Game On

  • Walk slowly and stop often to listen and scan the treetops. If you find a pile of nut shells, sit nearby and watch for bushytails.
  • To find squirrels, shake the branch of a low-growing tree and bark like a squirrel: cherk, cherk, cherk. Nearby squirrels will usually bark back.
  • Try to shoot when a squirrel peeks from behind a branch and only its head is visible. Head shots limit the number of pellets in the meat.

RABBIT

Gear Up

  • Rabbit hunting can be chilly, so wear a stocking cap to keep your noggin warm.
  • An orange vest and hat helps other hunters see you.
  • A thermos of cocoa will warm you up from the inside out.
  • Shotgun shells loaded with number 6 shot work great for rabbits.
  • Brier-proof pants will protect you from thorns and brush.
  • Insulated boots will keep your toes toasty.

Get Out

Rabbit season runs October 1 to February 15. Rabbits thrive in weedy areas that have plenty of thickets, briers, and brush piles to hide in. Many hunters don’t hit the fields until the first snow, but good hunting can be had in October when rabbit numbers are often higher. Late afternoon, especially if there’s snow on the ground, is a prime time to hunt.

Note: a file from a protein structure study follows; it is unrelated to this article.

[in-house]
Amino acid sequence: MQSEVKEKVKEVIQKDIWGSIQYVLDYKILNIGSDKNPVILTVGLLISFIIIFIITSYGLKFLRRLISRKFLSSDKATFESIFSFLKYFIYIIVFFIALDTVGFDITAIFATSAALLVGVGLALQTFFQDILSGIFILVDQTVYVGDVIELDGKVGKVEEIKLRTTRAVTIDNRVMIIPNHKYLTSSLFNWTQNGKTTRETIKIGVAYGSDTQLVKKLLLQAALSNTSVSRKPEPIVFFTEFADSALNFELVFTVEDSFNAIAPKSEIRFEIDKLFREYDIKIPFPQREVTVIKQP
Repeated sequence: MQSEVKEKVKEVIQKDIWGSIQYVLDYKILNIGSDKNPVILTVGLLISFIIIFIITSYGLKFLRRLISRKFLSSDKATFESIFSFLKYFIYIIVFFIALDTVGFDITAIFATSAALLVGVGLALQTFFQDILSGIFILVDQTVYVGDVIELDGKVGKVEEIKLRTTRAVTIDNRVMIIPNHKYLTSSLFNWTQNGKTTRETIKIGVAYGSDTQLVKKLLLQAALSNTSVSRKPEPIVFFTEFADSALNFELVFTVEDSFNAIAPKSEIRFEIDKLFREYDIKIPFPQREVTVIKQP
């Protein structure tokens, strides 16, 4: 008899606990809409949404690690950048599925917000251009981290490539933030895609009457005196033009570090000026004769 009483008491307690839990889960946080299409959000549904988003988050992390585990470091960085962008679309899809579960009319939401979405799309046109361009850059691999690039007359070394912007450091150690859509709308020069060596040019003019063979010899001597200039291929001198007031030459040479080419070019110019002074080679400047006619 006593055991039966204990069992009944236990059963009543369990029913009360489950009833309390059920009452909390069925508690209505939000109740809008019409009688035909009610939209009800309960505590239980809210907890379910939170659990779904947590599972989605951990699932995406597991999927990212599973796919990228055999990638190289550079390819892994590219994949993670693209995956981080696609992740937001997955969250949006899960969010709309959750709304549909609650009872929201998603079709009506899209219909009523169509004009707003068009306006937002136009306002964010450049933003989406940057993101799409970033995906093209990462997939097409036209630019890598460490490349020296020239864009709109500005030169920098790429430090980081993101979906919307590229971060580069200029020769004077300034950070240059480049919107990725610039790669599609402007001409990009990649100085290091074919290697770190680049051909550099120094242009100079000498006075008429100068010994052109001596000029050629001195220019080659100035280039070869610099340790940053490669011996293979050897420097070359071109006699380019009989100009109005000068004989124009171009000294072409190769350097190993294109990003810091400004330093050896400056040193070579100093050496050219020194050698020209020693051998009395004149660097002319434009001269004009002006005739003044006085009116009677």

Game On

  • Kicking brush piles, brier brambles, and patches of shrubby cover will often cause a rabbit to dart out. Wait for the rabbit to run into an open, brush-free area before taking a shot.
  • A good way to find where rabbits are hiding is to follow their tracks in newly fallen snow.
  • Hunting with beagles is tons of fun, but be careful! In tall brush, it’s easy to mistake a short-legged dog for a longeared rabbit.

 

 

Also in this issue

Get Out

There’s plenty to discover outdoors in late fall and early winter.

Into The Wild: Field Edge

Late fall is the perfect time to explore the edges of a brushy field.

photo of didymo

Alien Invaders

We're surrounded! The fate of Missouri's outdoors is in your hands.

Strange but True!

Your guide to all the unusual, unique, and unbelievable stuff that goes on in nature.

How To: Start a One-Match Fire

What if you were lost in the winter woods and the only thing keeping you from turning into a yousicle was one wooden match? You’d better make it count.

This Issue's Staff:

Brett Dufur
Les Fortenberry
Karen Hudson
Regina Knauer
Angie Daly Morfeld
Noppadol Paothong
Marci Porter
Mark Raithel
Laura Scheuler
Matt Seek
David Stonner
Nichole LeClair Terrill
Stephanie Thurber
Cliff White